Tyson Foods Inc. of Springdale said Wednesday that it will move all executive teams to its headquarters early next year, a move that will require the meat processor to redesign and expand its corporate office there.
The publicly traded company said the plan affects about 1,000 corporate positions. No layoffs will accompany the shift, the company said.
Tyson Foods, which last week announced a reorganization of some positions at the top of the company, branded the effort to move workers to Arkansas as "OneTyson" and said it is intended to “foster collaboration, connection and creativity” among the company’s decision makers.
“Bringing our talented corporate team members and businesses together under one roof unlocks greater opportunities to share perspectives and ideas, while also enabling us to act quickly to solve problems and provide the innovative products solutions that our customers deserve and value," Tyson Foods CEO Donnie King said in a news release.
Tyson Foods' main headquarters are in Springdale but it also has offices in Chicago and Downers Grove, Illinois, and in Dakota Dunes, South Dakota. The company said the renovation and expansion of the Springdale headquarters will be done over several years and details would be released in the coming months.
Tyson Foods employs about 24,000 workers across all its operations in Arkansas.
The addition of 1,000 well-paid corporate employees to northwest Arkansas will put additional pressure on a region that's been challenged by fast growth powered by the some of the world's biggest corporations. Regional leaders have cited a need for more affordable housing and health care services, among other amenities.
"Well, you know, we've been growing quite a lot lately," Nelson Peacock, president and CEO of the Northwest Arkansas Council, told Arkansas Business news partner KFSM-TV, Channel 5. "We're one of the fastest growing regions in the country. There are pressures, obviously, as everyone knows, on our housing market, on our infrastructure, and we'll have to continue to accommodate that we need to continue to invest in our downtowns."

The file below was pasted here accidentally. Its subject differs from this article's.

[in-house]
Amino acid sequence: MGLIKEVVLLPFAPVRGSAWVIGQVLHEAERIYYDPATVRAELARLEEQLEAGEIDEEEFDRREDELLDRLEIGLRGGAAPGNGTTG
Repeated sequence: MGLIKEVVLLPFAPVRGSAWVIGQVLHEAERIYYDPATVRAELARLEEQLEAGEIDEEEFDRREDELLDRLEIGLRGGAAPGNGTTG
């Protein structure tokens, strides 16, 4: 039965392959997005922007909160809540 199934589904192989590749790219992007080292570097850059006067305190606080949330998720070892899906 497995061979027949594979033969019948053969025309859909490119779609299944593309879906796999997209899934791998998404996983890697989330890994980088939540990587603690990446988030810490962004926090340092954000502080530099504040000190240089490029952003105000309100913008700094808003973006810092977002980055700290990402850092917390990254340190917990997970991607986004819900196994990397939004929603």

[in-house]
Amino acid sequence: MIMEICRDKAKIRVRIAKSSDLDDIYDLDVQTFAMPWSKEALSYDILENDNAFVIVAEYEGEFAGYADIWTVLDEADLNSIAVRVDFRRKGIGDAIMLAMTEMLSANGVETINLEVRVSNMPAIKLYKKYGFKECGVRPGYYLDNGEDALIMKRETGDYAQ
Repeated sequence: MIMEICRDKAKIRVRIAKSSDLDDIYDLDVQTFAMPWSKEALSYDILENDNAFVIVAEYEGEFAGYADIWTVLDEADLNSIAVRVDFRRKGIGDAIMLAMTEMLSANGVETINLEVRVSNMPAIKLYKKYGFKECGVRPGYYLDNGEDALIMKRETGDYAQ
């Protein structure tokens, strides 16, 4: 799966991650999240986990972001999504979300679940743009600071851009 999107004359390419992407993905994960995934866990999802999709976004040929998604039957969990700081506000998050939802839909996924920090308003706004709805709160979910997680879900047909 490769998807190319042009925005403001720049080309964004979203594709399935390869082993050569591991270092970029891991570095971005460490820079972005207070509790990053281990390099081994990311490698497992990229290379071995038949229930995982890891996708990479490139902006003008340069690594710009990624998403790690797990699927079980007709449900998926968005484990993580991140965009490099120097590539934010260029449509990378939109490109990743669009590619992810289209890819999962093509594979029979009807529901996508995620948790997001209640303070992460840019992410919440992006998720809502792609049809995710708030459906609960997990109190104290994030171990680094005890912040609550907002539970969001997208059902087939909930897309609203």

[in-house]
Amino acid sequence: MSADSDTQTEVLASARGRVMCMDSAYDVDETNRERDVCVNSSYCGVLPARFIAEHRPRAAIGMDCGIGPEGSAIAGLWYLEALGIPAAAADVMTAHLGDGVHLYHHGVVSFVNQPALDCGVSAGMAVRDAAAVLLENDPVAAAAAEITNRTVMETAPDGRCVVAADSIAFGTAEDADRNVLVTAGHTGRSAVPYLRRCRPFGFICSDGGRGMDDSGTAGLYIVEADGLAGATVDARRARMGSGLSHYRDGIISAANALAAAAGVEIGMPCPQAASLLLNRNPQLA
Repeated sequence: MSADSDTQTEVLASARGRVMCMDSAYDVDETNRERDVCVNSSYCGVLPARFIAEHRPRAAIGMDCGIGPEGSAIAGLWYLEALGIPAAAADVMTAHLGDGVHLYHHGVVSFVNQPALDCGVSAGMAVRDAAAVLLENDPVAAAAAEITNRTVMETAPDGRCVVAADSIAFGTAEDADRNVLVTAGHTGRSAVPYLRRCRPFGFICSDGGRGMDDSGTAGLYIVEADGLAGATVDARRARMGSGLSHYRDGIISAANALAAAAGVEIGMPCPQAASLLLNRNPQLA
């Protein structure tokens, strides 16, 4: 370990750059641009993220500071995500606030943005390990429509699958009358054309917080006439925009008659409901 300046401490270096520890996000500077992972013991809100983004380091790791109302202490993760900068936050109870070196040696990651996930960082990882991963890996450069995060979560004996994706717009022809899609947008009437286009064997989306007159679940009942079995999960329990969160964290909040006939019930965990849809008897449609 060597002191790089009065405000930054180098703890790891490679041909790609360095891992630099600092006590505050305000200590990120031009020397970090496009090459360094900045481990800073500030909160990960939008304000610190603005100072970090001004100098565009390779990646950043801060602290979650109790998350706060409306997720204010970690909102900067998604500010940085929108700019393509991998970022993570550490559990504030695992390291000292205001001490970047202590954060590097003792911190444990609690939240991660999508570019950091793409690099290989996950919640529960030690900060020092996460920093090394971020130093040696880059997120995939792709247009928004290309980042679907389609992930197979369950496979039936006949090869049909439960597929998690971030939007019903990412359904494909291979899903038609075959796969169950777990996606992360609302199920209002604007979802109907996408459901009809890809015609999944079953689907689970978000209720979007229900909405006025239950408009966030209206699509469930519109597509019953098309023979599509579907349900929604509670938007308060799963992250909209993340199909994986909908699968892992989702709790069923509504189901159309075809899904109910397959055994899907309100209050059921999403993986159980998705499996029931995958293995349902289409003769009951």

Limited inventory and strong demand have pushed area home prices to new highs, and homebuilders have had difficulty building new homes amid supply chain backups and other delays.
A regular report last month on residential home sales in Benton, Washington and Madison counties said the average sales price for homes sold during the first half of 2022 skyrocketed nearly 27% to $385,821 from $306,236 in the second half of 2021.
The latest Arvest Skyline Report report, written by the Center for Business and Economic Research at the University of Arkansas’ Sam M. Walton College of Business and released Sept. 13, said area home prices have risen more than 128% from a decade ago. As recently as the first half of 2020, the average home sale in the region was $263,461.
"Housing will be a challenge … it's a challenge today," Bill Rogers, president of the Springdale Chamber of Commerce, told KFSM. "Irrespective of the 1,000 jobs Tyson is bringing back to our town. Our region, fortunately, knows we have an issue and we have a lot of people working on that."
The announcement comes as another northwest Arkansas company giant, Walmart Inc. of Bentonville, continues construction on its new headquarters.
The publicly traded retailer is consolidating offices in Bentonville to one 350-acre campus along Southeast J Street. Walmart aims to open the campus in phases through 2025. It includes 12 office buildings, 11 parking garages, and 10 buildings for amenities such as a fitness center.
Last year alone, contractors on the Walmart project received permits valued at more than $630 million. Gensler of San Francisco is the project’s executive architect, working with local operators including Miller Boskus Lack Architects of Rogers, CEI Engineering Associates of Bentonville, Nabholz Construction Corp. of Conway and the Springdale office of Flintco LLC of Tulsa.
The Associated Press contributed to this report.